For some students, the size of the Cornell campus can be somewhat overwhelming. With thousands of acres of land and more than 17,000 undergraduate and graduate students, navigating this living and learning environment can be a daunting challenge. Another thought to consider is how you can make a large university community seem smaller. All first-year students have a common shared living experience on North Campus. In subsequent years, Cornell gives students the freedom to choose to live in smaller groups, off-campus housing, the Greek system of fraternities and sororities, or one of the residential houses on West Campus. Regarding the enormous size of the campus and how best to get around, I can only say that during my time on campus I had a bicycle. I found the challenges of getting to early morning classes in the cold Ithaca winters part of the character building aspect of a Cornell education.
It is my strong belief that what students choose to do in their free time at Cornell will help shape their future. Beyond the classroom there are so many extracurricular opportunities for students to explore. There are nearly 1,000 student organizations and clubs. The campus is full of student-initiated activity that pursues passions in athletics, music, dance, writing, community service, and the building of award-winning autonomous submersible vehicles—to name a few. The diversity of student interest is tremendous, and each student organization helps to educate, inform, and enrich the entire community. Participation in extracurricular activities enables students to interact in smaller groups, develop friendships, test leadership and organizational skills, and allows for a more fulfilling student life experience. This is not to suggest that all Cornell students should not strive for a balance in their lives, which would include time for sleep, good nutrition, and exercise.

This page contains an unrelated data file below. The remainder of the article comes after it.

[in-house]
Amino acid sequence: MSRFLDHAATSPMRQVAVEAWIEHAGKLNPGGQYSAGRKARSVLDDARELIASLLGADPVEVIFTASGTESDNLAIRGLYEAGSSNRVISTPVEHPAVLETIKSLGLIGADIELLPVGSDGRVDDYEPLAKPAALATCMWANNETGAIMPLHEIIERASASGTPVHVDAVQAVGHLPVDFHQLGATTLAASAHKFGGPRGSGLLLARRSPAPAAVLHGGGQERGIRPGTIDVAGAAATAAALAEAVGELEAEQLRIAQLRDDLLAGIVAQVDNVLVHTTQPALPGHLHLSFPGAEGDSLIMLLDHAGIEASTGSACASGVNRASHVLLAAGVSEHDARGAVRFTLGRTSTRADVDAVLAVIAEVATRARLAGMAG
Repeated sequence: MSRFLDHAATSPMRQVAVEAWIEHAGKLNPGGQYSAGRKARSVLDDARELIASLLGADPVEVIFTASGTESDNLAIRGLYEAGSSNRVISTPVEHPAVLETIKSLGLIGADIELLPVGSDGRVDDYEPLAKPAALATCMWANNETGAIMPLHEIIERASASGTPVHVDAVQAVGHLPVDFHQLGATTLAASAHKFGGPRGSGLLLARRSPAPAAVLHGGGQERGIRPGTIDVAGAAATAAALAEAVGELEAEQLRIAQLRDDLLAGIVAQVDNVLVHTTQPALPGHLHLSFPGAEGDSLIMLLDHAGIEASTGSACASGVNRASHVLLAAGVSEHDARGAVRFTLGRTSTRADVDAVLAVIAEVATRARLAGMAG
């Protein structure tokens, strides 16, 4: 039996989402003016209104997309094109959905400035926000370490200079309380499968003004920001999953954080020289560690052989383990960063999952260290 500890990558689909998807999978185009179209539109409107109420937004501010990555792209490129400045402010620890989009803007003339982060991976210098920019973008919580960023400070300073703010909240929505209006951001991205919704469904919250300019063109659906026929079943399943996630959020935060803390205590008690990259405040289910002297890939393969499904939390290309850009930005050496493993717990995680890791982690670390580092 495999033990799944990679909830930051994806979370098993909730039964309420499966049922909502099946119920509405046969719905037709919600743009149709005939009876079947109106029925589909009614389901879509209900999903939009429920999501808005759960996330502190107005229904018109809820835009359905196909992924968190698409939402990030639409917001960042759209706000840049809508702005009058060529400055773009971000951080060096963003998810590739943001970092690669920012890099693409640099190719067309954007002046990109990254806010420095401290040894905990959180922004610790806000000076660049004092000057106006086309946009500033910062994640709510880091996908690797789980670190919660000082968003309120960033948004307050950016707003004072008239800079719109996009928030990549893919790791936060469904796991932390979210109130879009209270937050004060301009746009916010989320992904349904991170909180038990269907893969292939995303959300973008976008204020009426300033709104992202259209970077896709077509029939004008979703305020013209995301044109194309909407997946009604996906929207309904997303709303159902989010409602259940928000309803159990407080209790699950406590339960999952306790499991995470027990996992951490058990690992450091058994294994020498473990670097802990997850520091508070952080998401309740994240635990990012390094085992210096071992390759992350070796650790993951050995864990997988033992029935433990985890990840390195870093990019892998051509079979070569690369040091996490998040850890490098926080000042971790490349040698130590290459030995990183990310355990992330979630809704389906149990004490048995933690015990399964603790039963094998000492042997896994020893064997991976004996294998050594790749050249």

The academic program at Cornell has not changed since I was a student. It is still very rigorous and extremely challenging. This can create a fairly stressful environment for students. That said, I would recommend not asking your son or daughter about his or her grades. Admission to Cornell is validation of your student’s intellectual capabilities, and as we all know, course grades are not necessarily a reflection of what has been learned. A wonderful aspect of a Cornell education is the chance to explore, find challenges, engage passionately in activities, and interact with a diverse student body and faculty. To be completely focused on grades may constrain opportunities to grow. If your student wants you to know about grades, he or she will tell you. Cornell has a host of resources, including academic advising, peer and professional counseling, and career placement services—to which students have free access. Much of this book is devoted to helping families understand the many resources available to students who are experiencing difficulties with their transition to life at Cornell.
The phrase that is often used when describing the Cornell experience is “freedom with responsibility.” Students are allowed wide latitude to choose what kind of living environment works best for them as well as the curriculum of study that is best suited to their interests. This freedom of choice comes with the understanding that students have to be responsible for their decisions and be active participants in the living and learning community.